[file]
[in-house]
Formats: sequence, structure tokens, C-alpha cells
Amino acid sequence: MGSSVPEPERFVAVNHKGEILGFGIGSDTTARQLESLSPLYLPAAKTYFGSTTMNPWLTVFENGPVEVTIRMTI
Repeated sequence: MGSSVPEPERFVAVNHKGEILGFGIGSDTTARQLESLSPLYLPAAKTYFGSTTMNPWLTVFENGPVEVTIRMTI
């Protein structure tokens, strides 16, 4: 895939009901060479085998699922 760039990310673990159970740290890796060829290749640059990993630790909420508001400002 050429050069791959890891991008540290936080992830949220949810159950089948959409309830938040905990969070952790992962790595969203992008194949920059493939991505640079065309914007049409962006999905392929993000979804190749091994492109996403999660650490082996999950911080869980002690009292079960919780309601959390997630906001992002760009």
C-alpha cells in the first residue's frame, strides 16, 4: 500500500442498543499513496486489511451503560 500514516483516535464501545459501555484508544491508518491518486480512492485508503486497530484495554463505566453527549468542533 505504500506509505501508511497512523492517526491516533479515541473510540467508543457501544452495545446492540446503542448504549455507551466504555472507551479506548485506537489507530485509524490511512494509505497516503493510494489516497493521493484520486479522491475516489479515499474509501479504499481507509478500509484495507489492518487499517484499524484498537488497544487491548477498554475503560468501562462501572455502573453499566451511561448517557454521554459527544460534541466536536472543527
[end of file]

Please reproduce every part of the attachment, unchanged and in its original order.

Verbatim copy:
[in-house]
Formats: sequence, structure tokens, C-alpha cells
Amino acid sequence: MGSSVPEPERFVAVNHKGEILGFGIGSDTTARQLESLSPLYLPAAKTYFGSTTMNPWLTVFENGPVEVTIRMTI
Repeated sequence: MGSSVPEPERFVAVNHKGEILGFGIGSDTTARQLESLSPLYLPAAKTYFGSTTMNPWLTVFENGPVEVTIRMTI
């Protein structure tokens, strides 16, 4: 895939009901060479085998699922 760039990310673990159970740290890796060829290749640059990993630790909420508001400002 050429050069791959890891991008540290936080992830949220949810159950089948959409309830938040905990969070952790992962790595969203992008194949920059493939991505640079065309914007049409962006999905392929993000979804190749091994492109996403999660650490082996999950911080869980002690009292079960919780309601959390997630906001992002760009």
C-alpha cells in the first residue's frame, strides 16, 4: 500500500442498543499513496486489511451503560 500514516483516535464501545459501555484508544491508518491518486480512492485508503486497530484495554463505566453527549468542533 505504500506509505501508511497512523492517526491516533479515541473510540467508543457501544452495545446492540446503542448504549455507551466504555472507551479506548485506537489507530485509524490511512494509505497516503493510494489516497493521493484520486479522491475516489479515499474509501479504499481507509478500509484495507489492518487499517484499524484498537488497544487491548477498554475503560468501562462501572455502573453499566451511561448517557454521554459527544460534541466536536472543527